Moroccan Argan Oil

EUR 23/ 100ml

Argan oil is also known as Liquid Gold due to it being the most expensive and rarest cosmetic oil today. This Argan oil was produced by Nour and her cooperative of Berber women in the small village of Ounagha on the Atlantic coast in Morocco.


  • Anti-aging
  • Treat dry skin, eczema & psoriasis
  • Reduce muscle pain
  • Reduce the appearance of scars
  • Effective moisturizer
  • Treat dry, brittle, frizzy & damaged hair
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Nour, Ounagha (Morocco), 55 yrs

Nour is 55 years old and forms part of the Cooperative Toudarte, a co-operative of Berber women that produce Argan oil.

She lives in Ounagha, a small village close to the Atlantic coast in Central Morocco.

The fruit of the argan tree is small, and round, oval, or conical. A thick peel covers the fleshy pulp. The pulp surrounds a hard-shelled nut that represents about 25% of the weight of the fresh fruit.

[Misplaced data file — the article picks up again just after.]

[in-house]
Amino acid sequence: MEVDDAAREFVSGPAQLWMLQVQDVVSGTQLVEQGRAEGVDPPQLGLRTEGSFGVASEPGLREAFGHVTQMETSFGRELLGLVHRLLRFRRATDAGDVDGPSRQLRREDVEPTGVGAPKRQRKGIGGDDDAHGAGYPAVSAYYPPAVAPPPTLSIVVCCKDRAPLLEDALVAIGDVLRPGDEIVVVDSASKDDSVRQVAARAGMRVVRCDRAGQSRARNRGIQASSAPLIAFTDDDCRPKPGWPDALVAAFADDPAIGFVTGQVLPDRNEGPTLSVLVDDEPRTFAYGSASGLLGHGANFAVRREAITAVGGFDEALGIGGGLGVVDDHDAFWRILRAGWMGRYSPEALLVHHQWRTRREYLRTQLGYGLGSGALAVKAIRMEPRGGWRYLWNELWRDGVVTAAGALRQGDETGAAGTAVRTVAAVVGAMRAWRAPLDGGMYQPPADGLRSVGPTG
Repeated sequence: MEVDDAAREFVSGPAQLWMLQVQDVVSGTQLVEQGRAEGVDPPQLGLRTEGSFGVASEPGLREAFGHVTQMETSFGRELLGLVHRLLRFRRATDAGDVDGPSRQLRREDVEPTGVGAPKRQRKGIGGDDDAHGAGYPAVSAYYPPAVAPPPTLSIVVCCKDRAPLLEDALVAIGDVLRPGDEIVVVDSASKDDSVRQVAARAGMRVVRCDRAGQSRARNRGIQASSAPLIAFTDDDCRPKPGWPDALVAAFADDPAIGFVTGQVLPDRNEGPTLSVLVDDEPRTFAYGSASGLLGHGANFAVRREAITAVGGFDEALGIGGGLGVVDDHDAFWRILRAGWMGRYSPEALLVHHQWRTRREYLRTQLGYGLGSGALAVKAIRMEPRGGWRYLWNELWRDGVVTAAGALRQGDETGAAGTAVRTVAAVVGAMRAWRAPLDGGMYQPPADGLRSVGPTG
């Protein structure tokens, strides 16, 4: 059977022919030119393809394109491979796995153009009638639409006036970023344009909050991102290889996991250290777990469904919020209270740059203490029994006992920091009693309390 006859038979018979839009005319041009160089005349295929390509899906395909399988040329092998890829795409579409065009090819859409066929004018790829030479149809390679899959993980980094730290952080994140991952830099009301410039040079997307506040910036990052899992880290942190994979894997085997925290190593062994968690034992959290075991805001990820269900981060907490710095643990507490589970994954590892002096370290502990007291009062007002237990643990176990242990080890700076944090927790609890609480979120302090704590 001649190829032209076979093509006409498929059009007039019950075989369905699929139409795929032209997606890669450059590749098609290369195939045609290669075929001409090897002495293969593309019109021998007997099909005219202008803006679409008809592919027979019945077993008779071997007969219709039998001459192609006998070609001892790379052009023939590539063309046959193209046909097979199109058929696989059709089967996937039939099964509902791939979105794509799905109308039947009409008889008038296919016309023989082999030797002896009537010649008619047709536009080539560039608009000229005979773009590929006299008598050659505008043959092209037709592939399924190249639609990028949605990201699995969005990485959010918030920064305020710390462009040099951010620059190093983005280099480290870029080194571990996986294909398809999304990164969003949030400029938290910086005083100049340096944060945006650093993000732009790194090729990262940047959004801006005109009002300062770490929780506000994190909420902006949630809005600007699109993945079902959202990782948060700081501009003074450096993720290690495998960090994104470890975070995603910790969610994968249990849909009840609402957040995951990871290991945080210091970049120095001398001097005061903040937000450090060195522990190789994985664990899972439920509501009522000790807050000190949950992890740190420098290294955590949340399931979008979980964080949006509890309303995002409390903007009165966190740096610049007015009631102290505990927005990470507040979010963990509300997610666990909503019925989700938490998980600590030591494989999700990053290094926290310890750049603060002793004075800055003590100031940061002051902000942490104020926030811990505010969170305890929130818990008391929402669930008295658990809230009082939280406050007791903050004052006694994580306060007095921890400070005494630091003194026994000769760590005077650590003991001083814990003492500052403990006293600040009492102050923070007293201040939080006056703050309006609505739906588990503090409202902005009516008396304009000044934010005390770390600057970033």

The nut contains one to three oil-rich argan kernels. Extraction yields from 30% to 50% of the oil in the kernels, depending on the extraction method. It takes about 40 kilograms (88 lb) of dried argan fruit to produce only one litre of oil.

Extraction is key to the production process. To extract the kernels, workers first dry argan fruit in the open air and then remove the fleshy pulp. Some producers remove the flesh mechanically without drying the fruit. Moroccans usually use the flesh as animal feed. A tradition in some areas of Morocco allows goats to climb argan trees to feed freely on the fruits. The kernels are then later retrieved from the goat droppings. The next stage involves cracking the argan nut to obtain the argan kernels. Attempts to mechanize this process have been unsuccessful, so workers still do it by hand, making it a time-consuming, labour-intensive process.

Workers gently roast kernels they will use to make culinary argan oil. After the argan kernels cool, workers grind and press them. The brown-coloured mash expels pure, unfiltered argan oil.

Much of the argan oil produced today is made by a number of women's co-operatives, of which Nour is also a part. Employment in the co-operatives provides women with an income, which many have used to fund education for themselves or their children. It has also provided them with a degree of autonomy in a traditionally male-dominated society and has helped many become more aware of their rights.

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